Pronounced: me-d-ul tib-e-ul stress sin-drom
Medial tibial stress syndrome (MTSS) is exercise-related pain in the shins. It may be caused by an irritation of the tendons and muscles near the shin bones. MTSS is commonly known as shin splints. This injury is most often seen among runners.
Muscle and Bones of Lower Leg
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MTSS is a treatable condition. Contact your doctor if you think you may have MTSS.
The exact cause is unknown. MTSS is called an overuse injury. It most commonly occurs from repetitive motion or stress at the shins. Causes may include:
These factors increase your chance of MTSS. Tell your doctor if you have any of these risk factors:
If you have any of these symptoms do not assume it is due to MTSS. These symptoms may be caused by other conditions. Tell your doctor if you have any of these:
Your doctor will ask about your symptoms and medical history. A physical exam will be done. The diagnosis can be made by the classic history and physical exam.
You may be referred to a specialist. For example, a sports medicine physician focuses on sport injuries.
MTSS is treated with:
Your doctor may suggest a different pair of shoes . A brace or walking boot may also be needed.
To help reduce your chance of getting MTSS, you may try the following steps:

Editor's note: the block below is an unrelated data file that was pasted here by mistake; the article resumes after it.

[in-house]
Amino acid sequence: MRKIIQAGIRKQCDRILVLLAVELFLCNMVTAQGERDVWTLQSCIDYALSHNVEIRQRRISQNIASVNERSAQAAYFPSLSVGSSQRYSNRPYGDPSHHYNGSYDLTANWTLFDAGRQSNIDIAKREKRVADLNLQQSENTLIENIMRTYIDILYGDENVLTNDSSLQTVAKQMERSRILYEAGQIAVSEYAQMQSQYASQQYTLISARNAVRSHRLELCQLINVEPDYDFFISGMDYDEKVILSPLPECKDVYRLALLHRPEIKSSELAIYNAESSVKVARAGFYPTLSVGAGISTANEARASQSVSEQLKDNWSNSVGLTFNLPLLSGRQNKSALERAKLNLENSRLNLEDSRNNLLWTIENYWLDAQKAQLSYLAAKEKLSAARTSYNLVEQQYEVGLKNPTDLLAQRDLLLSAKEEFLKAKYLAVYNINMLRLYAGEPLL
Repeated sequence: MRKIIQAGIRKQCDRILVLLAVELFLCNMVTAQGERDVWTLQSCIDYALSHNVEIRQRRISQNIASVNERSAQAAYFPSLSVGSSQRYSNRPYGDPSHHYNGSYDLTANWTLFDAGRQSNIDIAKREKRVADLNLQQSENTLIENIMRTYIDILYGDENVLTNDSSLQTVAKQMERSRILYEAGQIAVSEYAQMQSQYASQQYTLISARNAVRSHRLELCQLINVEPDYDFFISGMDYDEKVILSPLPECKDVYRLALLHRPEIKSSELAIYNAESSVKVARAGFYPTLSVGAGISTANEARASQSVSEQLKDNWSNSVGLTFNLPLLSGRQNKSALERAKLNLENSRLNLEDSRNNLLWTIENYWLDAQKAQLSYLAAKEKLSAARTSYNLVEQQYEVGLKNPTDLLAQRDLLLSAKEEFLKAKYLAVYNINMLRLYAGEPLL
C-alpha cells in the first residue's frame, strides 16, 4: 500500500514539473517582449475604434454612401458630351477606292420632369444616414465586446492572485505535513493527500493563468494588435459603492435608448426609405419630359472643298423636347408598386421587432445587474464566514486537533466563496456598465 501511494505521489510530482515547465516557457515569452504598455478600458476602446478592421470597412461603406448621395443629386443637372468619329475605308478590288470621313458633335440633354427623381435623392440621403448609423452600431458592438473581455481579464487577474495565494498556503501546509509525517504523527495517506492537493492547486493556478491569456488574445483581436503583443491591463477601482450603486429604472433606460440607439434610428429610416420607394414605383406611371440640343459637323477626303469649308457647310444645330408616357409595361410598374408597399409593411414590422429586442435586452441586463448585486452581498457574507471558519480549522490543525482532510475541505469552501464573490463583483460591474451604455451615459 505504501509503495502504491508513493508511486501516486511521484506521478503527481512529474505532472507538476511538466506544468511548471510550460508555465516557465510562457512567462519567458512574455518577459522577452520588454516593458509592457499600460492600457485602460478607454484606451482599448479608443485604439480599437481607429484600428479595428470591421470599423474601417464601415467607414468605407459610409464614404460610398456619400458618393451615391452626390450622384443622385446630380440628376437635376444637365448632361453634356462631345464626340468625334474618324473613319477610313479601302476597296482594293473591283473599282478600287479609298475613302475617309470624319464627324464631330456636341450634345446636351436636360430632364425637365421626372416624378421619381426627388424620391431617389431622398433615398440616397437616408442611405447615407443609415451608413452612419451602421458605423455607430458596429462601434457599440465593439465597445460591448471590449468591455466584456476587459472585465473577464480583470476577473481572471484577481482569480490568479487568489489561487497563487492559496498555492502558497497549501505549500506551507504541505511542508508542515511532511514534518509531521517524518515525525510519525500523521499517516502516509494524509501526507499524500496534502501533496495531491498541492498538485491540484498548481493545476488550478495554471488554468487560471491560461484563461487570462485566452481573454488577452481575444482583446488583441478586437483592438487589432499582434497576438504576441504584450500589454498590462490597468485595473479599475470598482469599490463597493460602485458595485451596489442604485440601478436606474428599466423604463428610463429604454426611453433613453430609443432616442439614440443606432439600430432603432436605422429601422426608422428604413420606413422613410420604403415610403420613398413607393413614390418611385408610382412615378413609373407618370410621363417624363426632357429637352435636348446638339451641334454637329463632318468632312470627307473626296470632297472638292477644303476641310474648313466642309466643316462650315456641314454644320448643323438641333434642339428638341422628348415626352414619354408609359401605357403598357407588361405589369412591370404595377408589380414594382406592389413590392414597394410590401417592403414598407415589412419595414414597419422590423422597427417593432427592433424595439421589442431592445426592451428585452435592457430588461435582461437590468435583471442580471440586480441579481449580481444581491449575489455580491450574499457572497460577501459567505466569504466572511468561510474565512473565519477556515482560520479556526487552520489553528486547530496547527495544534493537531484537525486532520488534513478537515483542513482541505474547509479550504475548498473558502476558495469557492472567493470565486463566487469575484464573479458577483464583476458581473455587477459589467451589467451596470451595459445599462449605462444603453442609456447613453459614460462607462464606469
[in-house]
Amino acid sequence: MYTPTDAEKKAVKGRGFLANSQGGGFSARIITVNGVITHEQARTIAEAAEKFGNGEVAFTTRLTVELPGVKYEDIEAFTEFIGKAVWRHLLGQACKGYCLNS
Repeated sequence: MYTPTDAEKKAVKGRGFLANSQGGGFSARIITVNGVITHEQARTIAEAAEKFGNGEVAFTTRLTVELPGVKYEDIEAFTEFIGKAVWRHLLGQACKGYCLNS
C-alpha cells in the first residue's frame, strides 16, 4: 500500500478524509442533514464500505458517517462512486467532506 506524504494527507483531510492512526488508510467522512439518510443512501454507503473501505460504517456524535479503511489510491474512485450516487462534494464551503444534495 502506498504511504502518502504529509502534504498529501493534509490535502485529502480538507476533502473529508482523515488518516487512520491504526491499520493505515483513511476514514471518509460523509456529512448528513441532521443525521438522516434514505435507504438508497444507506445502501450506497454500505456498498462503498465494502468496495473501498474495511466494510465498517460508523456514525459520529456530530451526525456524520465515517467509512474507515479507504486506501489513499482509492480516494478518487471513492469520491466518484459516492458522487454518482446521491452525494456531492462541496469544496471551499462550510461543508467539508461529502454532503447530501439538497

American Academy of Orthopaedic Surgeons
The American Orthopaedic Society for Sports Medicine
American Physical Therapists Association
Canadian Medical Association
Canadian Orthopaedic Association
Canadian Orthopaedic Foundation
AOSSM sports tips. AOSSM website. Available at: http://www.sportsmed.org/secure/reveal/admin/uploads/documents/ST%20Running%20and%20Jogging%2008.pdf . Accessed November 13, 2008.
Conquering medial tibial stress syndrome. Podiatry Today website. Available at: http://www.podiatrytoday.com/article/5031 . Accessed November 13, 2008.
Cosca DD, Navazio F. Common Problems in Endurance Athletes. American Family Physician —Volume 76, Issue 2 (July 2007).
Craig DI. Medial tibial stress syndrome: evidence based- prevention. Journal of Athletic Training . 2008;43(3):316–318.
Shin splints. EBSCO DynaMed website. Available at: http://www.ebscohost.com/dynamed/what.php . Updated April 27, 2009. Accessed June 11, 2009.
Shin splints. Mayo Clinic website. Available at: http://www.mayoclinic.com/health/shin-splints/DS00271 . Accessed November 13, 2008.
Last reviewed December 2012 by John C. Keel, MD
Please be aware that this information is provided to supplement the care provided by your physician. It is neither intended nor implied to be a substitute for professional medical advice. CALL YOUR HEALTHCARE PROVIDER IMMEDIATELY IF YOU THINK YOU MAY HAVE A MEDICAL EMERGENCY. Always seek the advice of your physician or other qualified health provider prior to starting any new treatment or with any questions you may have regarding a medical condition.
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